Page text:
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NotPetya Attack Continues to Disrupt Nuance Communications’ Services

In late June, Nuance Communications, a provider of healthcare solutions and transcription services, was one of many organizations around the globe to have systems taken out of action by NotPetya ransomware.

While most ransomware attacks are conducted with the intention of obtaining ransom payments in exchange for the keys to unlock data, NotPetya was different. The aim was sabotage. Infection resulted in permanent encryption of master file tables, preventing infected computers from locating stored data. Data recovery was not possible even if the ransom demand was paid.

The attacks caused permanent damage at many organizations requiring the replacement of hardware and substantial portions of affected networks. Nuance Communications was no different.

Following the attack, Nuance Communications brought in external security experts to contain the infection and determine the extent of the attack. However, not in time to prevent widespread damage. Systems were taken out of action preventing hundreds of hospitals from using its services.

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Premier Health was one of many hospital systems forced to switch transcription service providers. Boston’s Beth Israel Deaconess Medical Center was also impacted and has been prevented from using Nuance’s eScription service. University of Pittsburgh Medical Center was similarly affected and still cannot use the company’s transcription service.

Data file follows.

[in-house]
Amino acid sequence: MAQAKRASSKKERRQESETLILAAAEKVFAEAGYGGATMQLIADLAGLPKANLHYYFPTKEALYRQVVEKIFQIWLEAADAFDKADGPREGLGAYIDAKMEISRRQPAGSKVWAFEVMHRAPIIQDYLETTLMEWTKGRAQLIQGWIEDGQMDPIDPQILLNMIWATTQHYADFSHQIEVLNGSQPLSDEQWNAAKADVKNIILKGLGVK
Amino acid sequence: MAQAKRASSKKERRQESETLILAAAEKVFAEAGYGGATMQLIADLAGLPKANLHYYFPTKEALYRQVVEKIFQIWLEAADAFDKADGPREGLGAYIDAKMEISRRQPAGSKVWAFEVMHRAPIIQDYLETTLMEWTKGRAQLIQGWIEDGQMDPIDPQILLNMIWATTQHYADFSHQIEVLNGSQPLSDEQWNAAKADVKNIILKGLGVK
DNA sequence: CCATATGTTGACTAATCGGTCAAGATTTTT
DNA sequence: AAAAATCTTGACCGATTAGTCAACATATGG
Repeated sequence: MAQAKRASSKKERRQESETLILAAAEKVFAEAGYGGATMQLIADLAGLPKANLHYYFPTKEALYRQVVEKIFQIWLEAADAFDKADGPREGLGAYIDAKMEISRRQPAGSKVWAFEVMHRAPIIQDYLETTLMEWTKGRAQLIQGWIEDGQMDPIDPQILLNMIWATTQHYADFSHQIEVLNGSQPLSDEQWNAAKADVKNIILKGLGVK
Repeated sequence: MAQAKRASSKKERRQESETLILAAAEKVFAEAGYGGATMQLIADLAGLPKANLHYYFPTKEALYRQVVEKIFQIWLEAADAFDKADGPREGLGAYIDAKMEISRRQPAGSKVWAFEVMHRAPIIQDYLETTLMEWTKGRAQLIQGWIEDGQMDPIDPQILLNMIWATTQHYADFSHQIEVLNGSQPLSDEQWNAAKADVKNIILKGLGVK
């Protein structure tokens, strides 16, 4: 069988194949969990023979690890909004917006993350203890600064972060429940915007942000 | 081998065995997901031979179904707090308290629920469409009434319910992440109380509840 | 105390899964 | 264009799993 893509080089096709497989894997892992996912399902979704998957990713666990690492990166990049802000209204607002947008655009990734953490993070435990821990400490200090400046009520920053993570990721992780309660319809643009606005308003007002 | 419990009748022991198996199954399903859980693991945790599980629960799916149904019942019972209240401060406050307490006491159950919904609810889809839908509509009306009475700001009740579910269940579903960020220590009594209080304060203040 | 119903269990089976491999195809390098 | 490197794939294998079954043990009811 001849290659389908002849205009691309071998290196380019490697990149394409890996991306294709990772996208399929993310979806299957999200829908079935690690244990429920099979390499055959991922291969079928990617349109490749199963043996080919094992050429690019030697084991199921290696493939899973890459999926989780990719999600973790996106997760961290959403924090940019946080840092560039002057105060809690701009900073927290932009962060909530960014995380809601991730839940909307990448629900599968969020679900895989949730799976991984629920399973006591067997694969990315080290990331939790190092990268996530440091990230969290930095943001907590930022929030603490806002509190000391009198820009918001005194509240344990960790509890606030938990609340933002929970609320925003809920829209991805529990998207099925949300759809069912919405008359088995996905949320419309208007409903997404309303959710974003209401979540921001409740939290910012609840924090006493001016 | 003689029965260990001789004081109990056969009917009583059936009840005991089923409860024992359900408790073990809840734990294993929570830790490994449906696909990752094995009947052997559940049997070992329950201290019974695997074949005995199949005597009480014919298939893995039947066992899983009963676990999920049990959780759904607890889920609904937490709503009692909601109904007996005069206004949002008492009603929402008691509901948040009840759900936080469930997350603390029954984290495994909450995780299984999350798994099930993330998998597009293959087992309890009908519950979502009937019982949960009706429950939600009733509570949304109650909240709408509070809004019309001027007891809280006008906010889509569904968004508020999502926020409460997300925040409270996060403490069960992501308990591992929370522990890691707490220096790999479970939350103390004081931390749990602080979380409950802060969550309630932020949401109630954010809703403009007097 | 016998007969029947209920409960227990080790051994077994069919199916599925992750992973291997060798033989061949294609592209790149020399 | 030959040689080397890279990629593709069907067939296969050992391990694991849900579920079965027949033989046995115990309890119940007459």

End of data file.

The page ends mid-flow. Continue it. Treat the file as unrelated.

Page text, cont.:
It took Nuance Communications until July 3 to bring its eScription RH and Clinic 360 clients back online on the Emdat platform, and until July 5 to bring its eScription LH platform back online.  By July 11, almost 200 hospitals had started using its eScription LH platform again, although some company services continue to be disrupted.

Nuance Communications spokesperson Richard Mack announced yesterday that “We are doing everything within our power to support our health-care customers and provide them with the information and resources they need to provide quality patient care, including offering an alternative system and solutions.”

In addition to fixing its systems and working hard to bring customers back online, the company has been improving its security to prevent future attacks.

Even though most systems are now back online, it may be difficult to convince hospitals to return. Many have since switched to other service providers as a result of the attack and loss of its services. Many are unlikely to return. That is likely to make a serious dent in its Q3 profits at the very least. At present, the company’s share price has fallen 6% since the attack.

Author: Steve Alder is the editor-in-chief of HIPAA Journal. Steve is responsible for editorial policy regarding the topics covered on HIPAA Journal. He is a specialist on healthcare industry legal and regulatory affairs, and has several years of experience writing about HIPAA and other related legal topics. Steve has developed a deep understanding of regulatory issues surrounding the use of information technology in the healthcare industry and has written hundreds of articles on HIPAA-related topics.